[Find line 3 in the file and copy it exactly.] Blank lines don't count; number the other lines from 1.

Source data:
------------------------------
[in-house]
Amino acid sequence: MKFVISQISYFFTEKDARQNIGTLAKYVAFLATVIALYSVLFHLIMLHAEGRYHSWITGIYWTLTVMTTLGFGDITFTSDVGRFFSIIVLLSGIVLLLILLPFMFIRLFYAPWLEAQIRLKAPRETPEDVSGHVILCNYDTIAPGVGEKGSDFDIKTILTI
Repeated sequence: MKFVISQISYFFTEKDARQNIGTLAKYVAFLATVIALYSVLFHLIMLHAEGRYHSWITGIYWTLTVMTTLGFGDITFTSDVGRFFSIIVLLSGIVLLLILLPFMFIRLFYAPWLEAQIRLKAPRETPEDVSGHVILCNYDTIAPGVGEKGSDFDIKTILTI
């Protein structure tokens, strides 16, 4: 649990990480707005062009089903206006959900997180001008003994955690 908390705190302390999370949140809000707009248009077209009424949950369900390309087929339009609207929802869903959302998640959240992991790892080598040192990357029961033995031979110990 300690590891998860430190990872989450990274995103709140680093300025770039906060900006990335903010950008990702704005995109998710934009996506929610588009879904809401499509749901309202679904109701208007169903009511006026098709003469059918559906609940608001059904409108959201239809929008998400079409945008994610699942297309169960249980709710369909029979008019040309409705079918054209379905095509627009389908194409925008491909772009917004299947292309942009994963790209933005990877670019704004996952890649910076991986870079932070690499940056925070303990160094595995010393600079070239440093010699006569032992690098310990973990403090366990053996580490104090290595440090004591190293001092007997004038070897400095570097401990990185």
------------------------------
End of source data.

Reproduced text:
Repeated sequence: MKFVISQISYFFTEKDARQNIGTLAKYVAFLATVIALYSVLFHLIMLHAEGRYHSWITGIYWTLTVMTTLGFGDITFTSDVGRFFSIIVLLSGIVLLLILLPFMFIRLFYAPWLEAQIRLKAPRETPEDVSGHVILCNYDTIAPGVGEKGSDFDIKTILTI